On May 10th, Michael Reinke, Director of Nashua Soup Kitchen, addressed the Rotary Club of Nashua regarding the Nashua Soup Kitchen. New campaign:  Spring Street Forward, which is the renovation of 35 Spring Street. Who is Nashua Soup Kitchen?  Providing food and shelter to Nashua community.  Food service began in 1981; shelter services began in 1984. Focus is emergency shelter and then help get into longer term housing.  Average stay is less than 30 days.
Shelter currently maintains two shelter facilities, but they have seen much use since their opening.  Many services provided during stay.  Case worker to help finding housing and obtain government assistance.  Make sure that kids receive everything they need including school supplies and birthday gifts.  Help with people getting GED, assistance with resumes, assistance with interviewing. 
New effort at 35 Spring Street will expand and enhance shelter services.  Some changes but many things will stay the same.  Will have staff on hand at site 24 hours a day. Capacity will change – greater number of beds for men, women and families.  Will be completely handicap accessible, unlike current sites. Will be forming new relationships with local churches.  New location will allow access to all sorts of other important resources – library, bridges, greater Nashua mental health, Nashua transit center. 
How will this help community?  Help $40 to $50k per year by saving City burden of welfare.  By combining the two locations, it will also create more efficiencies:   Able to provide classes for parenting and GED, certifications for labor; new location will have child care facilities; space will allow room for play. Partnering with United Way, Front Door, Lamprey Community Health.  Space may also accommodate health visits through grant to Lamprey Community Health.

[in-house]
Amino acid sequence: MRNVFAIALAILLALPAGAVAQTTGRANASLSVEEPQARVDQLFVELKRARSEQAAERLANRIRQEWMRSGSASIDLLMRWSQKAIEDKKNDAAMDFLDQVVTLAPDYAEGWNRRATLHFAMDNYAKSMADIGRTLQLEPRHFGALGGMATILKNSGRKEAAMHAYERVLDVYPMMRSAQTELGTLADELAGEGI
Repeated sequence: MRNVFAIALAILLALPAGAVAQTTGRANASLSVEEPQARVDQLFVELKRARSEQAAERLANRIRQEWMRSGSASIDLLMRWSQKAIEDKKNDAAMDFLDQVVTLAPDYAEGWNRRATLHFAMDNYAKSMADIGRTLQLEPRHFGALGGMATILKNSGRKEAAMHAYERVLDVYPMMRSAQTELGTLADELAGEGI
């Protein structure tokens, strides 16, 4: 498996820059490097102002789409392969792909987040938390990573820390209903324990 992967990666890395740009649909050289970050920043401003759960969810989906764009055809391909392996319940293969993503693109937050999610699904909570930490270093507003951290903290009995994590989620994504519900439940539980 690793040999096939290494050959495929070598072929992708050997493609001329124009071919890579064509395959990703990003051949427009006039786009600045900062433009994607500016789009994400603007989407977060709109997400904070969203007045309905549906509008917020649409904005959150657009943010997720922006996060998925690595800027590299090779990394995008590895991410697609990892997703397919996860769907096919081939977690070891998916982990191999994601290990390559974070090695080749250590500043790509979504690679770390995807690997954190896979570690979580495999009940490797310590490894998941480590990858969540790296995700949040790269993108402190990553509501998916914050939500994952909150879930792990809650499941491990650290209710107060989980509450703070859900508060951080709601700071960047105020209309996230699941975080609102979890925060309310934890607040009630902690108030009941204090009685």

Campaign:  $8.5 M goal; $7M raised already. Working to raise $500k by December 31.  There is a $250k match, but the match challenge is real.  The Shelter needs to raise the funds.  Campaign kick-off on June 16 at the new location at 35 Spring Street. 
Question:  how to balance homeless in downtown Nashua and does the city risk same problems as in Manchester? Mike not able to comment on factors at play in Manchester.  He thinks Nashua has great coordination between nonprofit orgs and the city and that is a big help.  Shelter also has high standards and high expectations of its residents.  Need to find work or cannot stay. 
Question:  How can shelter occupants afford housing even assuming they get a job? Average rent in Nashua for two-bedroom apartment is $1550.  This is proving to be a challenge all over Nashua says Mike, not just unemployed or homeless.  $54,000 is the minimum income needed to afford average rental cost in Nashua. Nevertheless, Mike notes that 65% of shelter residents leaving within 30 days of entering shelter.